One of the most influential songwriters, Carole King, is celebrating her 78th birthday today.
King is the most successful female songwriter of the latter half of the 20th century. She wrote or co-wrote 118 pop songs that ended up reaching the Billboard Hot 100 in the U.S. She also wrote 61 hits that charted in the UK.
Besides writing hits, King also had a successful solo career of her own. Her most popular album was “Tapestry.” This would actually hold the record for most weeks at No. 1 for 20 years. It spent 15 weeks at No. 1 and over 300 weeks on the album charts.
She has four Grammys and was inducted into both the Songwriters Hall of Fame and the Rock and Roll Hall of Fame.
Here are some of her best songs and moments throughout her time as one of the most powerful women in the business.
Songs Written by Carole King
Odds are you’ve heard a Carole King hit. Whether or not you know that is a different story. Songwriters are the hidden heroes of the music industry. Often, their work goes unrecognized by the masses, but without them, we’d have nothing.
One of her own songs is quite popular. That is her 1971 hit, “It’s Too Late.” This is her first single from the album “Tapestry” and it soared to No. 1 upon release.
The song has a Grammy for Record of the Year, while the album won Album of the Year. “It’s Too Late” is perhaps the most successful personal song of her career. The song was written with Toni Stern and is about her love affair with James Taylor.
Speaking of James Taylor, King wrote the song ‘You’ve Got a Friend.” She also had this song on her album, however, Taylor’s version went No. 1 on the pop charts. It won a Grammy for Song of the Year and Best Male Pop Vocal Grammy.
One of her most famous songs is “(You Make Me Feel Like) A Natural Woman” in 1967. The song became insanely popular with Aretha Franklin. The song reached No. 2 on the R&B chart. The song has been covered by King, Mary J. Blige, and Celine Dion amongst many. It is one of King’s most popular tunes.
Carole King also wrote the popular The Monkees tune, “Pleasant Valley Sunday” in 1967 with Gerry Goffin. It is a song about status symbols and living a life in suburbia. It was the group’s fourth single to be No. 3.
King is also credited for songs like “Jazzman,” “Will You Love Me Tomorrow,” “The Loco-Motion,” and “I Feel the Earth Move” amongst many, many others. Her songs were iconic pieces that often detailed what it was like to be a woman.
Persevering in her Career
Carole King started her career in the music business when she was young. Despite this, she felt that she had gradually earned the respect she deserved in a very male-dominated industry.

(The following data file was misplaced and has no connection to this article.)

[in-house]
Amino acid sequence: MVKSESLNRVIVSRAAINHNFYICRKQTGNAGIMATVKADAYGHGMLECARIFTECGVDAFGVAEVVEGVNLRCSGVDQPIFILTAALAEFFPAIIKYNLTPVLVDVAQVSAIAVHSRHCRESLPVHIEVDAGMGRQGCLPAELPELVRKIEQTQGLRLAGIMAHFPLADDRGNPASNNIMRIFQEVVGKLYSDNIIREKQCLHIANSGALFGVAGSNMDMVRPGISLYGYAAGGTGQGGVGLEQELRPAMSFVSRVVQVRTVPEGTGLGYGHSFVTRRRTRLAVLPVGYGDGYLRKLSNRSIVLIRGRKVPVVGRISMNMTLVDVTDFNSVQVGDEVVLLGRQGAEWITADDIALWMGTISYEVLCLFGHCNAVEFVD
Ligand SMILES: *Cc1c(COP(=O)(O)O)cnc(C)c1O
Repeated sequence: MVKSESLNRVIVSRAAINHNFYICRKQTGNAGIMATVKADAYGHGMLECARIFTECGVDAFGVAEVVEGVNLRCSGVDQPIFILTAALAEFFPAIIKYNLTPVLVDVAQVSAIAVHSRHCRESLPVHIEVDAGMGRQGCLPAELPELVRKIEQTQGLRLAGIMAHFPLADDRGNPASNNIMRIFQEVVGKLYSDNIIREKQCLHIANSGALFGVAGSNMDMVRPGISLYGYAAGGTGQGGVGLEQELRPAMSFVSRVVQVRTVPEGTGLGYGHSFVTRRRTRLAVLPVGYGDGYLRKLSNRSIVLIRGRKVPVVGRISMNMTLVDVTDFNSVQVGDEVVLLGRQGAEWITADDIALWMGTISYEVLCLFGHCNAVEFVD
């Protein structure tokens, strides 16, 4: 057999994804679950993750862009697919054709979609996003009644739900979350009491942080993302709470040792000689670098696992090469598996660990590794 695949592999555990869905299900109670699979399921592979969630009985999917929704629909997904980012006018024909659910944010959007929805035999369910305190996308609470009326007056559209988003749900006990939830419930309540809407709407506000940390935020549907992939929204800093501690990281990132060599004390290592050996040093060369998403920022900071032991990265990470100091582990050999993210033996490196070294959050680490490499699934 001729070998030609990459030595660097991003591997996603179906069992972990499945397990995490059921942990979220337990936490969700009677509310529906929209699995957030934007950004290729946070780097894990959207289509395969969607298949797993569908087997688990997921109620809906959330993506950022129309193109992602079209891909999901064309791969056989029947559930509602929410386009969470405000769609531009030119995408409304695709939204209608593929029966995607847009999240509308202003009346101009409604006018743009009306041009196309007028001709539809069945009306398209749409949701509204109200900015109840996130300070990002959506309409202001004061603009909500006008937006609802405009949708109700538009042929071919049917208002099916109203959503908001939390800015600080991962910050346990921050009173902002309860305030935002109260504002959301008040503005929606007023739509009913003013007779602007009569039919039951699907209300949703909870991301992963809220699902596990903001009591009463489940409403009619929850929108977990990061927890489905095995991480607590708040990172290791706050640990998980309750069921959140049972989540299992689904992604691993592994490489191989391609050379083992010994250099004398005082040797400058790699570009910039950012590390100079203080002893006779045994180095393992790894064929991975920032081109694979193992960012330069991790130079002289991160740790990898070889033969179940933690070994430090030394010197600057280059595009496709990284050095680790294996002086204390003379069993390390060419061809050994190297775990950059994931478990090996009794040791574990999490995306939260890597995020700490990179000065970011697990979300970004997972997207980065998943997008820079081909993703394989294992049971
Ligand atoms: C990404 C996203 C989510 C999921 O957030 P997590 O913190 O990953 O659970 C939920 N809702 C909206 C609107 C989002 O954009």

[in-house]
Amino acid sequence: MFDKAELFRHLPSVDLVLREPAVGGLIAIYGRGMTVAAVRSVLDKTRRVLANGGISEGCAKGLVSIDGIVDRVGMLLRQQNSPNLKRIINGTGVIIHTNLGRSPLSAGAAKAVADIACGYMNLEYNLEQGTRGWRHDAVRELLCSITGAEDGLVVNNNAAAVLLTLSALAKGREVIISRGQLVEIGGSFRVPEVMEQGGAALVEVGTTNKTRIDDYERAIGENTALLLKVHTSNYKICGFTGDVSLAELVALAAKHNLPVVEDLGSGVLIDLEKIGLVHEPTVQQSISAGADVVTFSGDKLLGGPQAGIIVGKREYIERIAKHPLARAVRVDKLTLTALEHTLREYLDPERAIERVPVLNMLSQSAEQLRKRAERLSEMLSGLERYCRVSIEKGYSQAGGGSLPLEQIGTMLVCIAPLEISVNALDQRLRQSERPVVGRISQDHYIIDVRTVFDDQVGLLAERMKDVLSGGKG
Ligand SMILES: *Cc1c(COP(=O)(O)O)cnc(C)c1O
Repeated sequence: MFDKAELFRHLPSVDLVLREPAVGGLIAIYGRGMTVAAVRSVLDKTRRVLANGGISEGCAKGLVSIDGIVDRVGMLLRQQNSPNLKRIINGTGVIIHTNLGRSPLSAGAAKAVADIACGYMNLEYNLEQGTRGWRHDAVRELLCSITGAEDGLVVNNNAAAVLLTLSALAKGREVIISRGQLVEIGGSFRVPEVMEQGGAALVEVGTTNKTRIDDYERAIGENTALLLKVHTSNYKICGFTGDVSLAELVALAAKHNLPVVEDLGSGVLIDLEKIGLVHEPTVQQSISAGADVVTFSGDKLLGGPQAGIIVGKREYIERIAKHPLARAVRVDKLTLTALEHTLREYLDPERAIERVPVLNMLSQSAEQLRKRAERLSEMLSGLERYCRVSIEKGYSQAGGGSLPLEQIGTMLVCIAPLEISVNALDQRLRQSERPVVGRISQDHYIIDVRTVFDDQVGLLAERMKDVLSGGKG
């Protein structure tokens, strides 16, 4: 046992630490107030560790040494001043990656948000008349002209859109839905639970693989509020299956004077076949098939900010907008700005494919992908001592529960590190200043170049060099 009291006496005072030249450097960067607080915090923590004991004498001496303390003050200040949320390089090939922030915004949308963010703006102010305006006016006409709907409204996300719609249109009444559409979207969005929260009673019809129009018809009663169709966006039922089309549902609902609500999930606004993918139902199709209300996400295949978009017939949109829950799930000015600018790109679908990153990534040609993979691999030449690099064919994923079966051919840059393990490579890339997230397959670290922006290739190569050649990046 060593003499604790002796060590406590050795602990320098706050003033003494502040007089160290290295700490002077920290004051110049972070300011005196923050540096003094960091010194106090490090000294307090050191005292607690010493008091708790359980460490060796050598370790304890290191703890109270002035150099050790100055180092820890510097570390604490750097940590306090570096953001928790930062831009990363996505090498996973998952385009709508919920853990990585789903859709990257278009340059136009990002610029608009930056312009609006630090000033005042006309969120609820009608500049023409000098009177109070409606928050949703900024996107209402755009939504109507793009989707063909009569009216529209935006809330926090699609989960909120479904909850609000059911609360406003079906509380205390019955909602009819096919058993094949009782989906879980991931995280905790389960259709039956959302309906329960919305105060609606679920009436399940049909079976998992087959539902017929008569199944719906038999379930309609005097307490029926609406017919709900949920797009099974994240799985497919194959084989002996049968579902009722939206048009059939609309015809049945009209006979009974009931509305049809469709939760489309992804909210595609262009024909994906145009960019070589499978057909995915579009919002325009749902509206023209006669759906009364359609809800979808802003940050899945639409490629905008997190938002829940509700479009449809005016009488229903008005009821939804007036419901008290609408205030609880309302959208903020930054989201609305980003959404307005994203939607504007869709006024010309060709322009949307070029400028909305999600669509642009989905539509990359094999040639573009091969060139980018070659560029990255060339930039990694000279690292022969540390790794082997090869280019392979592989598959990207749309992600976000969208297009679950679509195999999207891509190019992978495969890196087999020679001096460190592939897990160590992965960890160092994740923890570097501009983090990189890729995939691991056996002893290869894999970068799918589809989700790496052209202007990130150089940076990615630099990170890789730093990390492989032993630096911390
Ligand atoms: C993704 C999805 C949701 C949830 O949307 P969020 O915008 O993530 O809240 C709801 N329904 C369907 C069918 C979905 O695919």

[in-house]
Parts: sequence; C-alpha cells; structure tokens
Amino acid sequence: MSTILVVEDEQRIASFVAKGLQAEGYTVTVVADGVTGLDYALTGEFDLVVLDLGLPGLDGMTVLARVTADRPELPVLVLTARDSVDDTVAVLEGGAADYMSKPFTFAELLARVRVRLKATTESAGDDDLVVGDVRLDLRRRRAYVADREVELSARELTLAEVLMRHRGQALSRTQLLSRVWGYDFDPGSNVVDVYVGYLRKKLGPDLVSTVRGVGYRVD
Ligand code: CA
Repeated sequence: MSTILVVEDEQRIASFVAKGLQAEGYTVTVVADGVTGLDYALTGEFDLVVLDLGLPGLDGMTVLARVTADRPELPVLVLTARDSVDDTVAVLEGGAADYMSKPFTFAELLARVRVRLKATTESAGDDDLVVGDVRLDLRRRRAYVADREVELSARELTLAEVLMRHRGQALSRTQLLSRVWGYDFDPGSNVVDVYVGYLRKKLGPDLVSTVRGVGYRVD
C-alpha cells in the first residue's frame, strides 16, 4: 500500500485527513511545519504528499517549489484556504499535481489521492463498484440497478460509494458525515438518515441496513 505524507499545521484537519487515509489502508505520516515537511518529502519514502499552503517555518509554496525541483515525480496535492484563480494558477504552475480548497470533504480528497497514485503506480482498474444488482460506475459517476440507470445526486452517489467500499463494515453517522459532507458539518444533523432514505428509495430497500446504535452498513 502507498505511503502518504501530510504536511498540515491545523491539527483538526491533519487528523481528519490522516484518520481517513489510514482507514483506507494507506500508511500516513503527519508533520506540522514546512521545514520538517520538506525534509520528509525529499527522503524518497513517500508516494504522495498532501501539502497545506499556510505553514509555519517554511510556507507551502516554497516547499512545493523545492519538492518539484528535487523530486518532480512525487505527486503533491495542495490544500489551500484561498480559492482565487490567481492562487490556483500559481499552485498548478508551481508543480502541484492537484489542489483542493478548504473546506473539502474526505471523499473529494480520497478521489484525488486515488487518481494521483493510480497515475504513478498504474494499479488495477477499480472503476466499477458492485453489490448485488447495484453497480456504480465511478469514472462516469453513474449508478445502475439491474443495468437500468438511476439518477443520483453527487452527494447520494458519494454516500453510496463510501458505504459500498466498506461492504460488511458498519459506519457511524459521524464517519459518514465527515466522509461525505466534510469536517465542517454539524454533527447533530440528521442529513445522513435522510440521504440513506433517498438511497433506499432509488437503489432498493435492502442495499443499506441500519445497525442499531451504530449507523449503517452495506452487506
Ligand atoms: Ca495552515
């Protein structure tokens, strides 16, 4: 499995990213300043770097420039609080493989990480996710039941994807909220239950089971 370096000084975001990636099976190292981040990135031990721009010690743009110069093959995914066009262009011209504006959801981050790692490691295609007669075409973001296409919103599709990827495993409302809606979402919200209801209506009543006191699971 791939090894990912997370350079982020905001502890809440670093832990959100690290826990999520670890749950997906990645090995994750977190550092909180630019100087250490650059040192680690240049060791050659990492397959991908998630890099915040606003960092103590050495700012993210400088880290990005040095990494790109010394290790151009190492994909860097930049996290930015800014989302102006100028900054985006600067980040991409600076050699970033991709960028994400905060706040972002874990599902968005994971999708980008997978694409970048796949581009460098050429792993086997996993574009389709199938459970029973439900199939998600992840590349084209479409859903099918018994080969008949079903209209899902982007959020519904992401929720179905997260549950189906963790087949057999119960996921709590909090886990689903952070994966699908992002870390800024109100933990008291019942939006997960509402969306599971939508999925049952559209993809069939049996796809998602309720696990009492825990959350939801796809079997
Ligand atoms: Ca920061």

“Probably more so because I was so young and I was a female. They probably took me more seriously in a way. Not seriously as an equal but as that’s pretty remarkable that you’re this good and you’re so young and you’re a girl. I mean, that’s, I think – was the attitude. But I was always treated with respect,” King said in an interview with NPR.
Having to deal with roadblocks or issues along the way never stopped King from pursuing her talents.
“When I was younger, I was kind of fearless. I think it takes more courage to do things when you know more. I was completely naive, and I was like, why can’t I do anything I want to do? You know, go for it,” she said in the same interview.
Many of her songs at the time have powerful messages of female empowerment and strength.
In fact, according to her website, she is also a huge supporter of female rights. She marched in 2004 in Washington, D.C., alongside people like Gloria Steinem, Eleanor Smeal, and Senator Barbara Boxer.
“May this be the last time we have to march for choice. May all the Supreme Court justices vote to uphold Roe v. Wade and other decisions that are so important to the well-being of all the good, decent, salt-of-the-earth, hard-working, caring people of the world,” King said during the march.
She is also an environmentalist and has been vocal about COVID-19. King is a caring and deeply loving person.
Even after all her hits, hearing her songs on the radio never gets old.
“It was ‘Will You Love Me Tomorrow?’ And Gerry and I were in his, and what became our, ’56 Mercury. And we’re listening to this come out of the tinny speakers … we’re like, ‘Oh, my God, I can’t believe this.’ We were just through the roof and to the moon. It was just such a thrill. But that doesn’t go away. I made an album called Love Makes the World. The first time I heard the single “Love Makes the World” — which I wrote with two guys in New York — I thought, ‘Wow, it’s out there. It’s on the radio,'” she said to NPR.